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CBI: Next govt must ditch £1 trillion public sector pension burden

CBI: Next govt must ditch £1 trillion public sector pension burden

Public sector final salary pension schemes are unsustainable and must be overhauled as a matter of political urgency, the Confederation of British Industry warns today.

Such schemes represent a £1 trillion burden on the taxpayer, equivalent to £40,400 for every household, the CBI calculates. It puts the annual financial ‘black hole’ for public sector final salary pensions at around £10 billion.

The key problem is that benefits are ‘out of kilter’ with employer and employee contribution levels, the industry body says in a new report. The situation is further complicated by the fact that some schemes - such as the civil service pension scheme - are ‘unfunded’, it says.

According to the CBI’s research, public sector pension benefits are now worth an average of 26% of annual salary - far higher than the norm in the private sector. And this despite the fact that the average public sector salary is now £23,600, compared to £21,528 in private sector, and that the number of people employed by the state has swelled by 1 million to 6.1 million over the past decade.

The CBI is calling on the next government to set up an independent commission to fully investigate pension costs. It says the UK should consider ‘notional defined contribution schemes’, an alternative type of arrangement implemented in Sweden in the 1990s.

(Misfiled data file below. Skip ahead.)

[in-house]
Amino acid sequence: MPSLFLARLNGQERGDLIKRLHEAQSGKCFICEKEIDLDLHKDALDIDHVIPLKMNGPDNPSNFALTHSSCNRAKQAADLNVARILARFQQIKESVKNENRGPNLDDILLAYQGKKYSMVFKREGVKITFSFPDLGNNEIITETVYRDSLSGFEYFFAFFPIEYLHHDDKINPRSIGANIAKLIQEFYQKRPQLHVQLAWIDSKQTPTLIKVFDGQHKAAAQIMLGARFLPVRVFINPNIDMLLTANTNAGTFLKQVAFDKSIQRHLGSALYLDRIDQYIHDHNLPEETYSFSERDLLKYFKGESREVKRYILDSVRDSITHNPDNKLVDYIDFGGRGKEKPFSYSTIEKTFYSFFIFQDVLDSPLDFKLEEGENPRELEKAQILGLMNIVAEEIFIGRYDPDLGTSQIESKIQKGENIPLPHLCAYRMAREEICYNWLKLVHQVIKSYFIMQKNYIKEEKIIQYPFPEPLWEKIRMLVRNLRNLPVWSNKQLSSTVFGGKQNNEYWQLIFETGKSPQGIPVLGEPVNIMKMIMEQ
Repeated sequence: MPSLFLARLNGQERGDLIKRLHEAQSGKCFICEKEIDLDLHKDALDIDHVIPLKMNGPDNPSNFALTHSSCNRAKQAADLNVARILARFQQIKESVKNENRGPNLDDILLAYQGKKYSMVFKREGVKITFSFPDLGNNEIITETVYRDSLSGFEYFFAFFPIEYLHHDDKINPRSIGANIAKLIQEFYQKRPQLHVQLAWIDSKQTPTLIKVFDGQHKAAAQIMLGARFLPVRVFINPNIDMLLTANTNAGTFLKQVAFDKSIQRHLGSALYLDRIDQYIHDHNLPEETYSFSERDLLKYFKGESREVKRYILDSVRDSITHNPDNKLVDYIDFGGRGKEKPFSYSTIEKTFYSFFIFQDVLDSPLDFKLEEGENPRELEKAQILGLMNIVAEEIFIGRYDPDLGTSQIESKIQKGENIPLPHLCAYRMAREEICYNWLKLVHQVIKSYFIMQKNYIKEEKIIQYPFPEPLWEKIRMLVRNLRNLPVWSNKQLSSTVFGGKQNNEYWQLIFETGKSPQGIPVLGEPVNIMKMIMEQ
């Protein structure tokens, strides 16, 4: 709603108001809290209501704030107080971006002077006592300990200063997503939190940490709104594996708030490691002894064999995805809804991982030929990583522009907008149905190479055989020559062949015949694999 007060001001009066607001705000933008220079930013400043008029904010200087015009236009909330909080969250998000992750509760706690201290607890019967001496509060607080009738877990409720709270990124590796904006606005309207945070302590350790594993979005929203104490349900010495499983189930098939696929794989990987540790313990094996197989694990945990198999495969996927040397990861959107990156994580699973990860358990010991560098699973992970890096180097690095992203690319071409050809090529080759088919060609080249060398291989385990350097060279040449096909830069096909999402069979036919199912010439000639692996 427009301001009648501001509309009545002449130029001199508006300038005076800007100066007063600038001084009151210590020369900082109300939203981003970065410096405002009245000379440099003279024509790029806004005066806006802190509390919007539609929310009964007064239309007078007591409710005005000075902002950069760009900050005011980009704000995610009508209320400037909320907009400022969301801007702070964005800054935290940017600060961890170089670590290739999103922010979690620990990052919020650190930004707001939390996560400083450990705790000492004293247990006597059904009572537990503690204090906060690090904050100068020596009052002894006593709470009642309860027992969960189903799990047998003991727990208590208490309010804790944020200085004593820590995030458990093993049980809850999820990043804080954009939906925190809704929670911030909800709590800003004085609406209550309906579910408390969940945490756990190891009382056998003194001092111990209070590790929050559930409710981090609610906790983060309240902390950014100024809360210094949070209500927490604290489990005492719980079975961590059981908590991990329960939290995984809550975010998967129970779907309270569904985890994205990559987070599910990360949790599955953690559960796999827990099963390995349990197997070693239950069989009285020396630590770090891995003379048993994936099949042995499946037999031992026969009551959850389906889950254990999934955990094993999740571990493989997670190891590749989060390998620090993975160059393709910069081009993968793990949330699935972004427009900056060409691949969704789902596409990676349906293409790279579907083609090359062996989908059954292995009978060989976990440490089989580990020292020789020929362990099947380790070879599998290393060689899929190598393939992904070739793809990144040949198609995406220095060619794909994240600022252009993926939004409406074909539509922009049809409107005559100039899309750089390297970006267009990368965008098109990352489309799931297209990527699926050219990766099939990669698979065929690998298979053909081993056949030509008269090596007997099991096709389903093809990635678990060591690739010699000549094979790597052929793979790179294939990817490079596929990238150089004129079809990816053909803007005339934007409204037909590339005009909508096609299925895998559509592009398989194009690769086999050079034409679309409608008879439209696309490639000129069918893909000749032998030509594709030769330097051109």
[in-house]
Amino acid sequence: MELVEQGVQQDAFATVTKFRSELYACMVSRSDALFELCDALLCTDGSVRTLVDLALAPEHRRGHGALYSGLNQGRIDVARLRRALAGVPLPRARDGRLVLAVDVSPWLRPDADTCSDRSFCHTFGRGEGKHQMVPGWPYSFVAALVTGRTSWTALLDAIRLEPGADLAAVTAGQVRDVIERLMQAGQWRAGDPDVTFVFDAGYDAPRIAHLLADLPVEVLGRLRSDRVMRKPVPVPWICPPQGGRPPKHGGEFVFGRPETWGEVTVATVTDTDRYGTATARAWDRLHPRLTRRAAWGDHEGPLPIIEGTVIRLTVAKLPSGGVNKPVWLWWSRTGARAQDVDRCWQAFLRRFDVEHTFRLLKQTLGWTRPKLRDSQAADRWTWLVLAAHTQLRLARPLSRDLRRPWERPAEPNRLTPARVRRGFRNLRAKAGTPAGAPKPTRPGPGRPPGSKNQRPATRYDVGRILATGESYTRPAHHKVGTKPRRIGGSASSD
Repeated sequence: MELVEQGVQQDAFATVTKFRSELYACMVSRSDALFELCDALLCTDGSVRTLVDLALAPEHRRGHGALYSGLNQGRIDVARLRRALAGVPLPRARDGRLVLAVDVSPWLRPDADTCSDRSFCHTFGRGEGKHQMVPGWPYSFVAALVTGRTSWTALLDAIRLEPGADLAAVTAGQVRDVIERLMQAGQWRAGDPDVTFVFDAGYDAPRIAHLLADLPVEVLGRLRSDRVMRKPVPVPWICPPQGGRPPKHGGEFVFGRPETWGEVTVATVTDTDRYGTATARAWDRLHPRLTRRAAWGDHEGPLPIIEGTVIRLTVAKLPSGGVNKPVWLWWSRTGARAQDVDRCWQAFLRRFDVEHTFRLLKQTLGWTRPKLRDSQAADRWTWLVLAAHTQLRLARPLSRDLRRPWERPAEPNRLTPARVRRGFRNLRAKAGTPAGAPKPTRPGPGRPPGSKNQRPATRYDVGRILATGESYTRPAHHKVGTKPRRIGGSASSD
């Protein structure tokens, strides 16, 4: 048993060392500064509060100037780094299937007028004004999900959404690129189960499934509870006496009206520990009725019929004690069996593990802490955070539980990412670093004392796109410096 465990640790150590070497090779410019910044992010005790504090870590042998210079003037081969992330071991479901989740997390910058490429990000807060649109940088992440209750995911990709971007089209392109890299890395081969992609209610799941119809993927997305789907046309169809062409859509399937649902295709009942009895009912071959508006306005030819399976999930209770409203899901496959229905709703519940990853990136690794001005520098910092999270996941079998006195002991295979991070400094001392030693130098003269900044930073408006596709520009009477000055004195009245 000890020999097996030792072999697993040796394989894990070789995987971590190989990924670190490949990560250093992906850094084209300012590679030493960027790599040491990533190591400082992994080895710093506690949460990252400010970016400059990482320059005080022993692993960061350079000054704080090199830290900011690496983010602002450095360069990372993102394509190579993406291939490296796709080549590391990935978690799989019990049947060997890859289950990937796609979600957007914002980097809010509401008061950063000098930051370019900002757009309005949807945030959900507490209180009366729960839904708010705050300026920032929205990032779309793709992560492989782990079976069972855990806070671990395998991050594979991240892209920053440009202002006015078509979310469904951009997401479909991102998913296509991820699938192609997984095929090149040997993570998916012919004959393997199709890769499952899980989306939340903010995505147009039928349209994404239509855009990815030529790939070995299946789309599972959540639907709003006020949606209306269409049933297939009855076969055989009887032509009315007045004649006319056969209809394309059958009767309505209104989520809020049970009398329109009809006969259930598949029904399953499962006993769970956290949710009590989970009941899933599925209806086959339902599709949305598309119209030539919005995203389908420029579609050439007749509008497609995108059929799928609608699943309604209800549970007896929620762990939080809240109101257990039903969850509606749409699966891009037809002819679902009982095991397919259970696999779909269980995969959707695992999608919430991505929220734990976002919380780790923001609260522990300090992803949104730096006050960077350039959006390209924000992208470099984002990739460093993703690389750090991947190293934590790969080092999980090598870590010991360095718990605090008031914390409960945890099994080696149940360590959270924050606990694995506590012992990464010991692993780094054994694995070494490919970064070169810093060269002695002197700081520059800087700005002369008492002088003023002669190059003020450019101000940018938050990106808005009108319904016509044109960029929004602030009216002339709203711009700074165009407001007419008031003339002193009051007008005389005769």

Under NDC schemes members and their employers pay contributions calculated on pensionable earnings, with these contributions kept in personal accounts. This money is then put in independently-managed, ring-fenced funds – kept separate from general public funds and budgets – which can then be drawn on to provide benefits for current pensioners.

In an NDC, the CBI says, the value of employees' personal accounts increases over time in line with selected economic benchmarks – such as average earnings or inflation – using an independently determined rate of return. On retirement the accumulated value of the personal account is then used to buy an annuity.

John Cridland, deputy director-general of the CBI, admitted that this was ‘a difficult and emotive area’.

‘Public sector workers deserve a good retirement, but they and their employers should pay their own way,’ Cridland said. ‘The pension black hole is over one trillion pounds and rising, and taxpayers cannot be left to make up the difference.’

‘Guaranteed final salary pensions have entered the history books in the private sector, but the state has not squared up to the issue for its own workers. Countries like Sweden and Holland reformed their systems some 15 years ago.’

The next government must acknowledge the problem, starting by establishing the true costs and letting the taxpaying public decide what they are prepared to pay for, he said.

‘Public sector workers cannot lose the pensions pot they have accrued so far, but they will have to adapt in the future. We think that, for many public sector employers, shifting to a notional defined contribution pension could be the best way forward. It would ease the burden on taxpayers and offer public sector workers a secure and sustainable pension.’

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